o Keep in-patient (hospitalization) out-of-pocket costs as low as possible
o Do not add a lifetime maximum in the health care plan (current plan does not have one)

Continue to avoid switching health plans every year. Once a health plan is selected it should be continued.

There are many employees that do not fully understand the current health plan that they are enrolled in. Providing better information or informational meetings would improve the knowledge of each health plan and could create a more positive attitude towards the benefits of each plan.

Everyone has different attitudes towards health plans. There are many employees who are dissatisfied because the two current health plans do not cover what they are interested in. The plans selected should address different preferences regarding the trade-off between the cost to employee and the flexibility and physician selection provided by the plan. All three groups seek low out-of-pocket and drug costs, as well as improvements in mental health and dental plans. Faculty tend to favor more provider choice than do staff and graduate student assistants and place a somewhat lower priority on low monthly premiums.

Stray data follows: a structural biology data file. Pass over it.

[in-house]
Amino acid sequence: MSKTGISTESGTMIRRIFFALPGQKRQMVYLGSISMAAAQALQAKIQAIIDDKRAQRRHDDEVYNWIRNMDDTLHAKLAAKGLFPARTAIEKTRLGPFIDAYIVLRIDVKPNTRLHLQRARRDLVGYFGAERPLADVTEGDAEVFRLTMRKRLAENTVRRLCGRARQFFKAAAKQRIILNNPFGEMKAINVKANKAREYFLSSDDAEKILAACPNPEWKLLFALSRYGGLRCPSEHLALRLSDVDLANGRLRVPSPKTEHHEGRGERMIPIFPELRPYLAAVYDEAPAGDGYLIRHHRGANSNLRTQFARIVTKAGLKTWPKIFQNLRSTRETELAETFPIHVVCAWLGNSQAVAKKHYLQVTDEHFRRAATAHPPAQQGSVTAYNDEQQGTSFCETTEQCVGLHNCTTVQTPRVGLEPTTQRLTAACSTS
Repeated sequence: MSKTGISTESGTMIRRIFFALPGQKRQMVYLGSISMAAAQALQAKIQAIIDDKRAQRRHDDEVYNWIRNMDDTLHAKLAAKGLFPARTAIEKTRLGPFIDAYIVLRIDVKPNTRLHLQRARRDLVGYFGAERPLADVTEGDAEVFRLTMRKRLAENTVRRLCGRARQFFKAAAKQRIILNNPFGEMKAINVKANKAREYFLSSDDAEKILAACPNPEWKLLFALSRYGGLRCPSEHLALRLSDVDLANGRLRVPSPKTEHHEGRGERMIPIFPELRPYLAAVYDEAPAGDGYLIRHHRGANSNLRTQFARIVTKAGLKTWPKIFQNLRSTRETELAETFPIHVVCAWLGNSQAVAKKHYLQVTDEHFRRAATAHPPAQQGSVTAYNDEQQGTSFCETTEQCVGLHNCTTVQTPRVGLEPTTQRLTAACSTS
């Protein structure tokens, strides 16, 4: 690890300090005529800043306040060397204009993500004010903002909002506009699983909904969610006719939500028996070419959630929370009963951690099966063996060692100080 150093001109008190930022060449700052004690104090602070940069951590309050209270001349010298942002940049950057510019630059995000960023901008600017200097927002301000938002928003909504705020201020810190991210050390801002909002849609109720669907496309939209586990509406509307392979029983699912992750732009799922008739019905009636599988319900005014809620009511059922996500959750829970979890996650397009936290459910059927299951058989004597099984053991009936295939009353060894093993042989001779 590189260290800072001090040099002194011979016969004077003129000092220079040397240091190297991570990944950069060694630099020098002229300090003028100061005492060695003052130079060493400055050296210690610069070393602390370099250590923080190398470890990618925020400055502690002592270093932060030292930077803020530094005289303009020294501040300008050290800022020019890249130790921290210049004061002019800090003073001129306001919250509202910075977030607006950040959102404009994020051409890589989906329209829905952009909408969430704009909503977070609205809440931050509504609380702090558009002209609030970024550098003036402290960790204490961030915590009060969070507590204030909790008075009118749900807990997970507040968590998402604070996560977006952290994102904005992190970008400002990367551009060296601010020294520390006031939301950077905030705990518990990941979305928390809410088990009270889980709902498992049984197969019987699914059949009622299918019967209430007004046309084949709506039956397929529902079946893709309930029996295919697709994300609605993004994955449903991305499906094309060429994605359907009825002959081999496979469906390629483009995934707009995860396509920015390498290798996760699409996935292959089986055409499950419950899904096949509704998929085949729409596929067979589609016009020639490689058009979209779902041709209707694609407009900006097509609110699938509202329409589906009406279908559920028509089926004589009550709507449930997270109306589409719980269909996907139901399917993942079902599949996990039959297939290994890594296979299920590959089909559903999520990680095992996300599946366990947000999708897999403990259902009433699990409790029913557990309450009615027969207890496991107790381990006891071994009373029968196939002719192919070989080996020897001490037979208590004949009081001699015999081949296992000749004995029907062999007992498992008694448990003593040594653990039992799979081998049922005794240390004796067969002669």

Satisfaction surveys should be conducted on an annual basis in the future to evaluate satisfaction and to obtain employee input into desired health benefits. We recommend that a statistical sample continue to be used for efficiency in future surveys.

Whether the health plans are modified or remain the same from one year to the next, future surveys should include questions about problems with the health plans and evaluate how well plan administrators have responded to the problems.